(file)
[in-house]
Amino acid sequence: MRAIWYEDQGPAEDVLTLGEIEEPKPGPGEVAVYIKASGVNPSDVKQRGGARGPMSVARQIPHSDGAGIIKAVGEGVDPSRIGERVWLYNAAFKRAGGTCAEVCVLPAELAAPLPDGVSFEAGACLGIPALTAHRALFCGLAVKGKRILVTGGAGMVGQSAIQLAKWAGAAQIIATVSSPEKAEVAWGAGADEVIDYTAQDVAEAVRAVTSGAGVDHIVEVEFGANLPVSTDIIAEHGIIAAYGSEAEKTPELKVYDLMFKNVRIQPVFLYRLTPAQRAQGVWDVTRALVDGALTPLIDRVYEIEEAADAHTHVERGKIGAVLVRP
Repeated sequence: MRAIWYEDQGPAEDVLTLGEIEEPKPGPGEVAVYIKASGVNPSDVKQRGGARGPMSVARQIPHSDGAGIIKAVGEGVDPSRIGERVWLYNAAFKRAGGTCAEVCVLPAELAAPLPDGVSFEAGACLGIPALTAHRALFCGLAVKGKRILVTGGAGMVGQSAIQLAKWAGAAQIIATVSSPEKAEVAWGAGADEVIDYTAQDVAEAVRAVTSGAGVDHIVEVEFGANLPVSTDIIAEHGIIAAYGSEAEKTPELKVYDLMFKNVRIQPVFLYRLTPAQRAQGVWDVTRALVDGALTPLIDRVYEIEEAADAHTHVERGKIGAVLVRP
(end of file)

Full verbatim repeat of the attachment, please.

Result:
[in-house]
Amino acid sequence: MRAIWYEDQGPAEDVLTLGEIEEPKPGPGEVAVYIKASGVNPSDVKQRGGARGPMSVARQIPHSDGAGIIKAVGEGVDPSRIGERVWLYNAAFKRAGGTCAEVCVLPAELAAPLPDGVSFEAGACLGIPALTAHRALFCGLAVKGKRILVTGGAGMVGQSAIQLAKWAGAAQIIATVSSPEKAEVAWGAGADEVIDYTAQDVAEAVRAVTSGAGVDHIVEVEFGANLPVSTDIIAEHGIIAAYGSEAEKTPELKVYDLMFKNVRIQPVFLYRLTPAQRAQGVWDVTRALVDGALTPLIDRVYEIEEAADAHTHVERGKIGAVLVRP
Repeated sequence: MRAIWYEDQGPAEDVLTLGEIEEPKPGPGEVAVYIKASGVNPSDVKQRGGARGPMSVARQIPHSDGAGIIKAVGEGVDPSRIGERVWLYNAAFKRAGGTCAEVCVLPAELAAPLPDGVSFEAGACLGIPALTAHRALFCGLAVKGKRILVTGGAGMVGQSAIQLAKWAGAAQIIATVSSPEKAEVAWGAGADEVIDYTAQDVAEAVRAVTSGAGVDHIVEVEFGANLPVSTDIIAEHGIIAAYGSEAEKTPELKVYDLMFKNVRIQPVFLYRLTPAQRAQGVWDVTRALVDGALTPLIDRVYEIEEAADAHTHVERGKIGAVLVRP